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How to build an engaged online community

An online community is a group of people with common interests who use the Internet (web sites, email, social networks, etc) to communicate, work together and pursue their interests over time.

Things you'll need

  • A group of engaged people with a shared interest
  • Somewhere to host the group -this could be LinkedIn, Facebook or Knowhow groups.

Plan your content

Posting interesting and engaging content regularly is essential. Creating a content plan in advance will help you plan ahead and ensure you always have interesting stuff to share.

Ideas for content:

  • Blogs from your organisation or external people (encourage members to post links to their blogs as well)
  • Ask a leading question to get people talking/ debating
  • Survey – focusing on what you and your members would be interested in knowing the answers to
  • New articles, content and news stories – from your website and external sites
  • Member of the week – recognise members’ achievements and contributions to build awareness of who members are
  • Monthly webinar
  • Weekly polls – these could be both industry specific and general and are a great way to get content for blog posts and newsletter articles



Start small

It's much more effective to have a group of really engaged people than hundreds or thousands of members who do not interact with each other.

Start with a small enthusiastic group of people and focus on getting things right with them. Your community will grow organically from there.


Welcome new members

Make new members feel welcome by acknowledging them as soon as possible. They will be more likely to continue engaging with the community if they see value in the community straight away.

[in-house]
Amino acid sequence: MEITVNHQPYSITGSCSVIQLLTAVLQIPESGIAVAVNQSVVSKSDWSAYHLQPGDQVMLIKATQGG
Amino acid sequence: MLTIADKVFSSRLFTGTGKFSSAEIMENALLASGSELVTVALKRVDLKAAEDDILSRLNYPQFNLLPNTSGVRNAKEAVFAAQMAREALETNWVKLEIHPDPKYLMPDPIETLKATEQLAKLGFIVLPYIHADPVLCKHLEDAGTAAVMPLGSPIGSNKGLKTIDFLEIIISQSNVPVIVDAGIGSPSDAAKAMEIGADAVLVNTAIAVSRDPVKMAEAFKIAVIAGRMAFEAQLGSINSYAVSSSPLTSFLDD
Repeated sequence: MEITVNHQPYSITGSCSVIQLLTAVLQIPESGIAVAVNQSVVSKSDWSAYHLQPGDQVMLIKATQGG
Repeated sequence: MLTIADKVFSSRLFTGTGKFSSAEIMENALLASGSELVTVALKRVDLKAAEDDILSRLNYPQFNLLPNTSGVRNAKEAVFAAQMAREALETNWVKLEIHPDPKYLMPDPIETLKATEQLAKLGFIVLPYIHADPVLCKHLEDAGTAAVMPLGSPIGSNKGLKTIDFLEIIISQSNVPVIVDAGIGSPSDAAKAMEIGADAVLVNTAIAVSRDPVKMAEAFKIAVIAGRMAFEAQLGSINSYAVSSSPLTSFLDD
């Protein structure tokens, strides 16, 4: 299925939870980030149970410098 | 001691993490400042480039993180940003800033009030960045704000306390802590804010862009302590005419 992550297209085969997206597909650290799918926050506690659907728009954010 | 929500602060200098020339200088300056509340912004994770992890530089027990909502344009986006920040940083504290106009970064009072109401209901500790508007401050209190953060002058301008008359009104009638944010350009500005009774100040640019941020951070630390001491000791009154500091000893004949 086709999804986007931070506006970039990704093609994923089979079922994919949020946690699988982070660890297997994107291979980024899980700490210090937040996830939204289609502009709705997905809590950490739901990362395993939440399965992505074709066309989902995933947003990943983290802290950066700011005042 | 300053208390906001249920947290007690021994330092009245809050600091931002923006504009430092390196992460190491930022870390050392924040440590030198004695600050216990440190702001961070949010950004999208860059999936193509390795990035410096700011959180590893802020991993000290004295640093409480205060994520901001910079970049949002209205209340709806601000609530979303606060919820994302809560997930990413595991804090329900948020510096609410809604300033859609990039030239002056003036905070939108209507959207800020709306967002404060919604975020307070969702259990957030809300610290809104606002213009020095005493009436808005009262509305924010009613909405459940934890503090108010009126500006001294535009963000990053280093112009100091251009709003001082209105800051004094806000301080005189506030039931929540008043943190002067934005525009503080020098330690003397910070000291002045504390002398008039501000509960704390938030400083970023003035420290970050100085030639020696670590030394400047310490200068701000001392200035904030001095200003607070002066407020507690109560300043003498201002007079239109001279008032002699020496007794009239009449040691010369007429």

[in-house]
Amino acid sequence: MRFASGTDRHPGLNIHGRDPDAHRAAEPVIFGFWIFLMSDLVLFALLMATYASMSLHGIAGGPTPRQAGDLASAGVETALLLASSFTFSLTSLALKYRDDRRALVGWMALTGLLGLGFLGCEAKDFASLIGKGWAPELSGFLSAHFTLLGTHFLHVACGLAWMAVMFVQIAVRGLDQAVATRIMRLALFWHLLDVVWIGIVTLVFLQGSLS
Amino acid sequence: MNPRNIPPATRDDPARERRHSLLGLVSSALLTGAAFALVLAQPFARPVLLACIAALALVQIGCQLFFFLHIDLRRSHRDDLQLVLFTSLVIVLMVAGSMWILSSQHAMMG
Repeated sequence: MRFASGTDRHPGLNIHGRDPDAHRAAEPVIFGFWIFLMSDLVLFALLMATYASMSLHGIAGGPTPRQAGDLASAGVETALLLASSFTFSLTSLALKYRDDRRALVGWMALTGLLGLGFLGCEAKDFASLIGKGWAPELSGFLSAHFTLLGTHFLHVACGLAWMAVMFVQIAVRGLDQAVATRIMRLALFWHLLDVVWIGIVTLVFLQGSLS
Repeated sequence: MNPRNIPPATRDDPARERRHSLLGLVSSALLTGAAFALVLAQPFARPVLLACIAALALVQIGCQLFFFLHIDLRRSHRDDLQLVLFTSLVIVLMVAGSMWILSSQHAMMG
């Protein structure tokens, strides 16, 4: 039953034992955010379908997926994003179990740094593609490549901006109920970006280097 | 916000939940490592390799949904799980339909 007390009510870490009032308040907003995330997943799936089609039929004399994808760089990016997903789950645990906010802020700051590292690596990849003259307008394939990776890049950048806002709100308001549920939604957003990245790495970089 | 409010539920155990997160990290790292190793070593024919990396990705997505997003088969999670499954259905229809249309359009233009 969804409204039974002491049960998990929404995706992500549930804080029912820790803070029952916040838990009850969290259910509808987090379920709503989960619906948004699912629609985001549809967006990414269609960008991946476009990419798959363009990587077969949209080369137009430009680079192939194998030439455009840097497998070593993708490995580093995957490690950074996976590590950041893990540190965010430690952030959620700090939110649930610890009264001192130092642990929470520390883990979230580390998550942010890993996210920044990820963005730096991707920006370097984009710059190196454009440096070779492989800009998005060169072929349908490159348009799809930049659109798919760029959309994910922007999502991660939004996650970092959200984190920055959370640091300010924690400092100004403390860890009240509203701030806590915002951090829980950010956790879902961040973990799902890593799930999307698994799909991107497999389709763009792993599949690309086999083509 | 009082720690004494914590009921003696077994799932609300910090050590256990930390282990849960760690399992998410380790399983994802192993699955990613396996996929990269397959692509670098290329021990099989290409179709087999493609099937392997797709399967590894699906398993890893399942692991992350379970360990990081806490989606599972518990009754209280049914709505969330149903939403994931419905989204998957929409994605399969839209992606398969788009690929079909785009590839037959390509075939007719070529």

Richard Millington from Feverbee recommends going further than simply saying hi. He suggests asking specific questions, such as:

  • What would you like to get from this community?
  • What can you offer the community?
  • How would you like to participate in this community?

This will help you get to know your members and their motivations for joining the group. The more you know, the more tailored and relevant you can make your content.


Make it part of your routine

Allocating a little bit of time every day not only means you'll be able to respond to your members questions and comments on a more regular basis, but the more you check your group, the easier it will be to keep on top of things. 

Get into the habit of checking your group every morning, alongside your emails or Twitter, and before you log off for the evening.


Enlist the help of community champions

Champions, advocates or ambassadors can play an important role in your community, particularly if you are managing a group on your own. They will help you create conversations, mentor new members, promote the group externally and generally support you in the day to day running of your group.

They should be your most enthusiastic and influential members. Create a set of simple tasks or responsibilities and involve them in future planning and development. In return make sure you make them feel valued by acknowledging their commitment.


Don't forget offline interactions

Online interactions shouldn't replace offline interactions. If possible, host offline meet-ups for your members. This will strengthen individual relationships as well as the community as whole. If this isn’t possible, do try to communicate with your members via other channels, i.e. via email, Twitter, at events or meetings, or on the phone. 

Further information

For more resources and practical tips on building an online community, check out the FeverBee website.


Page last edited Apr 04, 2019 History

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